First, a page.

It is important not to measure yourself by the standards of other people.

When everyone thinks ill of you—even if they are not necessarily people you admire—it is hard not to feel depressed. But, in general, the opinion of strangers should not matter very much.  What follows is a hierarchy of whose opinions should matter:

--what matters most is the opinion of immediate family: a spouse, children, and parents, probably in that order.

--the opinion of a boss and of close friends should matter a lot, although not as much as family.

--the opinion of colleagues and of neighbors should matter somewhat less.

--the opinion of acquaintances should not matter very much.

--the opinion of people you encounter in the street or casually at a party should not matter at all.

This is the way this works: I would feel distressed if my wife thought I had behaved disrespectfully to her—or to anyone else, for that matter. I would feel concerned if a close friend thought I had behaved in such a way. If an acquaintance said something similar to me, I might stop briefly to think about it. If it was a stranger, I would not pay any attention, and I would have forgotten about the incident a few minutes later.

Of course, how much I would be concerned about anyone’s opinion would depend also on just what that opinion was. If someone thinks you are a criminal, you will have to take heed. If someone thinks you are a pedophile, or an embezzler, or a terrorist, there will be repercussions that you cannot ignore.  But if a stranger thinks your hair is too long, or your laugh is too loud, you should not care. You should not bother to hide your political opinions from the others in your car pool, because it does not matter if they approve or not. In general, you should be able to say what you think without worrying about the impression you are making. You should not have to stay indoors just because there is a stain on your shirt. And yet there are some people who wish to present themselves to the world as being without flaw—even without anything that anyone could construe as a flaw, or a failing, or a weakness.  They wish to be impervious to criticism. They put in considerable effort into this pointless endeavor.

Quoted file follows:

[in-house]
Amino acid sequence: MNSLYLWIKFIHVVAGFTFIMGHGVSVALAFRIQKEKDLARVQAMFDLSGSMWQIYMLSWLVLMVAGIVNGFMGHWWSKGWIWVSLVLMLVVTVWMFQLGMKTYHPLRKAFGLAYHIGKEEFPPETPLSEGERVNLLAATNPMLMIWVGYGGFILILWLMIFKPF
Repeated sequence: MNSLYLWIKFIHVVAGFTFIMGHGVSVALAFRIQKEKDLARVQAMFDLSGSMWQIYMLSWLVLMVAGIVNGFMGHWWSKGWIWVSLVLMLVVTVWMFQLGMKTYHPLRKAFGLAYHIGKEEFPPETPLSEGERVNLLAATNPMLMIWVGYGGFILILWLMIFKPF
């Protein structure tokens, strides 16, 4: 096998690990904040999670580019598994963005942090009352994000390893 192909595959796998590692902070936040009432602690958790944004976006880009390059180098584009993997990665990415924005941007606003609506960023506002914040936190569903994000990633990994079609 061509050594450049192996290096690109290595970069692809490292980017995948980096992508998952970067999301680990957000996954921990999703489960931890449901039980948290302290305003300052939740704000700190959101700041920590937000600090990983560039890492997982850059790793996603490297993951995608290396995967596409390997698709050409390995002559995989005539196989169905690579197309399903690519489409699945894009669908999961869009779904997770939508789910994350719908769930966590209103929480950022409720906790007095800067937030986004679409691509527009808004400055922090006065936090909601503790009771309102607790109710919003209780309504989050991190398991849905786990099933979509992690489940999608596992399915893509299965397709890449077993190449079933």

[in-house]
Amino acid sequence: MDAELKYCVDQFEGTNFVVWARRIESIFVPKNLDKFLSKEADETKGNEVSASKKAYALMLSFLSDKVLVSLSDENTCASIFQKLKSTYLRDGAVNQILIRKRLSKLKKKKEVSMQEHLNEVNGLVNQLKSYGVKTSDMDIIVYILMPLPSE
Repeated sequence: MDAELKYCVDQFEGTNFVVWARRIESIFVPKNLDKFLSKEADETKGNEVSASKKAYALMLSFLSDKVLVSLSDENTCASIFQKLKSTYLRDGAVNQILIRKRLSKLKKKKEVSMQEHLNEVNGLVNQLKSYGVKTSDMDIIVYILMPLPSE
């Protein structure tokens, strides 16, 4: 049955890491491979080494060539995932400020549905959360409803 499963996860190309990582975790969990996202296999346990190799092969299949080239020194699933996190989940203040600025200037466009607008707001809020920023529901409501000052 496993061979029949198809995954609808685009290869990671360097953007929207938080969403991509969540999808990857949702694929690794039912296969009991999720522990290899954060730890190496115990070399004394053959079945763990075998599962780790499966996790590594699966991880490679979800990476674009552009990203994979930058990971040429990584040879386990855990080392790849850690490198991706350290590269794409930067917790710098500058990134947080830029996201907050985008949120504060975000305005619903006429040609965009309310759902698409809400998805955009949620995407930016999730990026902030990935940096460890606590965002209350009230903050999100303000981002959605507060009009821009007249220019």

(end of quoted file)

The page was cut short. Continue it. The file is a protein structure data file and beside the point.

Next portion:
I recommend speaking up, especially if you are one of those people who are excessively concerned about some symptom you have or some failing. You cannot put these weaknesses in perspective unless you see that most people will accept you in spite of them.  Most of the time they will not think twice about something that may have haunted you for years.

Some people will disapprove of you, of course. No matter who you are, some people will disapprove. They are in the business of looking down on everyone. They judge everybody unfavorably because of their own emotional needs. They will consider some people not well-enough educated, or from the wrong background, or too something or other--not classy enough for them. They are not worth paying attention to. Such a person—even if he/she is a family member-- is not worth paying attention to.

It is possible to grow accustomed to this fact: some people will like and approve of you, and some won’t. Some people (family members frequently) have a vested interest in thinking you are deficient. They will think you are in the wrong no matter what you do. But others will take one look at you and approve. They will admire you for things you take for granted.  Try to find these people.(c) Fredric Neuman  Follow Dr,.Neuman's blog at fredricneumanmd.com/blog

Fredric Neuman, M.D. is the Director of the Anxiety and Phobia Center at White Plains Hospital.